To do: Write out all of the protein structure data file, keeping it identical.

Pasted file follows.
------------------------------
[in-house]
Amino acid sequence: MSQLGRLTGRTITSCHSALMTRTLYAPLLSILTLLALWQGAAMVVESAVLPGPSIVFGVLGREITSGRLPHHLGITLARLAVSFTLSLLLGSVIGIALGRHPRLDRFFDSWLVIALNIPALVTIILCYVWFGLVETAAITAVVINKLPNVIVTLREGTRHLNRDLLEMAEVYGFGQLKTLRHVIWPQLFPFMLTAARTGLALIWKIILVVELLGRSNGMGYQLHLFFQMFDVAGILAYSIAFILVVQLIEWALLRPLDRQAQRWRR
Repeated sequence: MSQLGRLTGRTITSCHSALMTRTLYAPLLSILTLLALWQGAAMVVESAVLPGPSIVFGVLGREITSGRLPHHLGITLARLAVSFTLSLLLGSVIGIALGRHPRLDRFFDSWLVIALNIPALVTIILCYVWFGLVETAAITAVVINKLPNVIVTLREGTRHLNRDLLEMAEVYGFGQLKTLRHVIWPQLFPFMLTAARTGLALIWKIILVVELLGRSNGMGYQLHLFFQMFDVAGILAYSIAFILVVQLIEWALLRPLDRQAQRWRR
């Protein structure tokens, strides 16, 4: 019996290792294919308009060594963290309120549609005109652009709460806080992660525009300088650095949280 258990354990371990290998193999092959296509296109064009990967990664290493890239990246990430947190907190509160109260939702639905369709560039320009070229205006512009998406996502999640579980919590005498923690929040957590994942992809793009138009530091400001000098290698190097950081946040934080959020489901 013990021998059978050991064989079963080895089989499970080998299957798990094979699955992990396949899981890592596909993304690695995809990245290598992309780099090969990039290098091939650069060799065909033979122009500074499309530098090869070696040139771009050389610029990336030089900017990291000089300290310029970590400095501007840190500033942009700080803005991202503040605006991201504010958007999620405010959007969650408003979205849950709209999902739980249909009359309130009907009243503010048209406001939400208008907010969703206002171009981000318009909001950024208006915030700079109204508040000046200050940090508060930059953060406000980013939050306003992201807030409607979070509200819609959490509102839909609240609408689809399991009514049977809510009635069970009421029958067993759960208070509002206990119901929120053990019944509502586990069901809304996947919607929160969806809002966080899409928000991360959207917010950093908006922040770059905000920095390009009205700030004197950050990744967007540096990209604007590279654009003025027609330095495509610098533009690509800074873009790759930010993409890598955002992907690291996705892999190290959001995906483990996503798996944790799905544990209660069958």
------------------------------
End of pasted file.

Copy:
[in-house]
Amino acid sequence: MSQLGRLTGRTITSCHSALMTRTLYAPLLSILTLLALWQGAAMVVESAVLPGPSIVFGVLGREITSGRLPHHLGITLARLAVSFTLSLLLGSVIGIALGRHPRLDRFFDSWLVIALNIPALVTIILCYVWFGLVETAAITAVVINKLPNVIVTLREGTRHLNRDLLEMAEVYGFGQLKTLRHVIWPQLFPFMLTAARTGLALIWKIILVVELLGRSNGMGYQLHLFFQMFDVAGILAYSIAFILVVQLIEWALLRPLDRQAQRWRR
Repeated sequence: MSQLGRLTGRTITSCHSALMTRTLYAPLLSILTLLALWQGAAMVVESAVLPGPSIVFGVLGREITSGRLPHHLGITLARLAVSFTLSLLLGSVIGIALGRHPRLDRFFDSWLVIALNIPALVTIILCYVWFGLVETAAITAVVINKLPNVIVTLREGTRHLNRDLLEMAEVYGFGQLKTLRHVIWPQLFPFMLTAARTGLALIWKIILVVELLGRSNGMGYQLHLFFQMFDVAGILAYSIAFILVVQLIEWALLRPLDRQAQRWRR
């Protein structure tokens, strides 16, 4: 019996290792294919308009060594963290309120549609005109652009709460806080992660525009300088650095949280 258990354990371990290998193999092959296509296109064009990967990664290493890239990246990430947190907190509160109260939702639905369709560039320009070229205006512009998406996502999640579980919590005498923690929040957590994942992809793009138009530091400001000098290698190097950081946040934080959020489901 013990021998059978050991064989079963080895089989499970080998299957798990094979699955992990396949899981890592596909993304690695995809990245290598992309780099090969990039290098091939650069060799065909033979122009500074499309530098090869070696040139771009050389610029990336030089900017990291000089300290310029970590400095501007840190500033942009700080803005991202503040605006991201504010958007999620405010959007969650408003979205849950709209999902739980249909009359309130009907009243503010048209406001939400208008907010969703206002171009981000318009909001950024208006915030700079109204508040000046200050940090508060930059953060406000980013939050306003992201807030409607979070509200819609959490509102839909609240609408689809399991009514049977809510009635069970009421029958067993759960208070509002206990119901929120053990019944509502586990069901809304996947919607929160969806809002966080899409928000991360959207917010950093908006922040770059905000920095390009009205700030004197950050990744967007540096990209604007590279654009003025027609330095495509610098533009690509800074873009790759930010993409890598955002992907690291996705892999190290959001995906483990996503798996944790799905544990209660069958």